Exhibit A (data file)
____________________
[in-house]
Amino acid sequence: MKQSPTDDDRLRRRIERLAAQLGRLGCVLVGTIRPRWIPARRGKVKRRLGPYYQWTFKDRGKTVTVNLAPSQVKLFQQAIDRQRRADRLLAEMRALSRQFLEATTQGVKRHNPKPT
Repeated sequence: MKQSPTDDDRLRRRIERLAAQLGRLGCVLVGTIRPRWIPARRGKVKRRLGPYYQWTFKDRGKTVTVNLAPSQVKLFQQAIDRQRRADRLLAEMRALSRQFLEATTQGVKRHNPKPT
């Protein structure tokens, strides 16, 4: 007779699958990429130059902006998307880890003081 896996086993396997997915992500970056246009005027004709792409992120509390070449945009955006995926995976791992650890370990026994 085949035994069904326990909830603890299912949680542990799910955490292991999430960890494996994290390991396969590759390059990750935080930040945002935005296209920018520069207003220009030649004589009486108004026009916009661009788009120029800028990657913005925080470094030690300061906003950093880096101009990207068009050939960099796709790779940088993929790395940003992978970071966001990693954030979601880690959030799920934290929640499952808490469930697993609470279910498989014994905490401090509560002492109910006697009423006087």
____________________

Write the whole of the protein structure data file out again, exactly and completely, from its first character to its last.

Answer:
[in-house]
Amino acid sequence: MKQSPTDDDRLRRRIERLAAQLGRLGCVLVGTIRPRWIPARRGKVKRRLGPYYQWTFKDRGKTVTVNLAPSQVKLFQQAIDRQRRADRLLAEMRALSRQFLEATTQGVKRHNPKPT
Repeated sequence: MKQSPTDDDRLRRRIERLAAQLGRLGCVLVGTIRPRWIPARRGKVKRRLGPYYQWTFKDRGKTVTVNLAPSQVKLFQQAIDRQRRADRLLAEMRALSRQFLEATTQGVKRHNPKPT
């Protein structure tokens, strides 16, 4: 007779699958990429130059902006998307880890003081 896996086993396997997915992500970056246009005027004709792409992120509390070449945009955006995926995976791992650890370990026994 085949035994069904326990909830603890299912949680542990799910955490292991999430960890494996994290390991396969590759390059990750935080930040945002935005296209920018520069207003220009030649004589009486108004026009916009661009788009120029800028990657913005925080470094030690300061906003950093880096101009990207068009050939960099796709790779940088993929790395940003992978970071966001990693954030979601880690959030799920934290929640499952808490469930697993609470279910498989014994905490401090509560002492109910006697009423006087």